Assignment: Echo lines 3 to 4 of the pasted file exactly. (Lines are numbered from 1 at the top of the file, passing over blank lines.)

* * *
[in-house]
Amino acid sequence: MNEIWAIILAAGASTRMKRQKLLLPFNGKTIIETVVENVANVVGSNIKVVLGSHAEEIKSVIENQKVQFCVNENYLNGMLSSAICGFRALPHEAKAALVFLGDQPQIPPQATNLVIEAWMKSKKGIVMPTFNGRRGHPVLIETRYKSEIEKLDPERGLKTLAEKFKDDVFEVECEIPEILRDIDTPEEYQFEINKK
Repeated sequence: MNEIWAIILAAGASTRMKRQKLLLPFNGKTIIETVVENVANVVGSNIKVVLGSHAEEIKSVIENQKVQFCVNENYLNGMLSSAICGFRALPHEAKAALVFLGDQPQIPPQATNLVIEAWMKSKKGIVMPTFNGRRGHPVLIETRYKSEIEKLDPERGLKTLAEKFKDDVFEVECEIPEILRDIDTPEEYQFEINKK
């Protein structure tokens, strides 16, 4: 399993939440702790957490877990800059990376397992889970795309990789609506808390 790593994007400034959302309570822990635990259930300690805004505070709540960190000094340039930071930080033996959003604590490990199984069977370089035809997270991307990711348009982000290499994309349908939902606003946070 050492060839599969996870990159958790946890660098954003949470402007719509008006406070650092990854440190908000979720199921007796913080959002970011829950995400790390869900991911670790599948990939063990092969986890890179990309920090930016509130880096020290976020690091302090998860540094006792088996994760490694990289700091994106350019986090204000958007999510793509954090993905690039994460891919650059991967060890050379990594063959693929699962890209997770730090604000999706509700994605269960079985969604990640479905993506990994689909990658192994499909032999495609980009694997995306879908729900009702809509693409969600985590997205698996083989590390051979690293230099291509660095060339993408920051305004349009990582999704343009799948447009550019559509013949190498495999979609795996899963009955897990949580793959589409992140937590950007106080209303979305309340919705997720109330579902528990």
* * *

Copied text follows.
Repeated sequence: MNEIWAIILAAGASTRMKRQKLLLPFNGKTIIETVVENVANVVGSNIKVVLGSHAEEIKSVIENQKVQFCVNENYLNGMLSSAICGFRALPHEAKAALVFLGDQPQIPPQATNLVIEAWMKSKKGIVMPTFNGRRGHPVLIETRYKSEIEKLDPERGLKTLAEKFKDDVFEVECEIPEILRDIDTPEEYQFEINKK
């Protein structure tokens, strides 16, 4: 399993939440702790957490877990800059990376397992889970795309990789609506808390 790593994007400034959302309570822990635990259930300690805004505070709540960190000094340039930071930080033996959003604590490990199984069977370089035809997270991307990711348009982000290499994309349908939902606003946070 050492060839599969996870990159958790946890660098954003949470402007719509008006406070650092990854440190908000979720199921007796913080959002970011829950995400790390869900991911670790599948990939063990092969986890890179990309920090930016509130880096020290976020690091302090998860540094006792088996994760490694990289700091994106350019986090204000958007999510793509954090993905690039994460891919650059991967060890050379990594063959693929699962890209997770730090604000999706509700994605269960079985969604990640479905993506990994689909990658192994499909032999495609980009694997995306879908729900009702809509693409969600985590997205698996083989590390051979690293230099291509660095060339993408920051305004349009990582999704343009799948447009550019559509013949190498495999979609795996899963009955897990949580793959589409992140937590950007106080209303979305309340919705997720109330579902528990």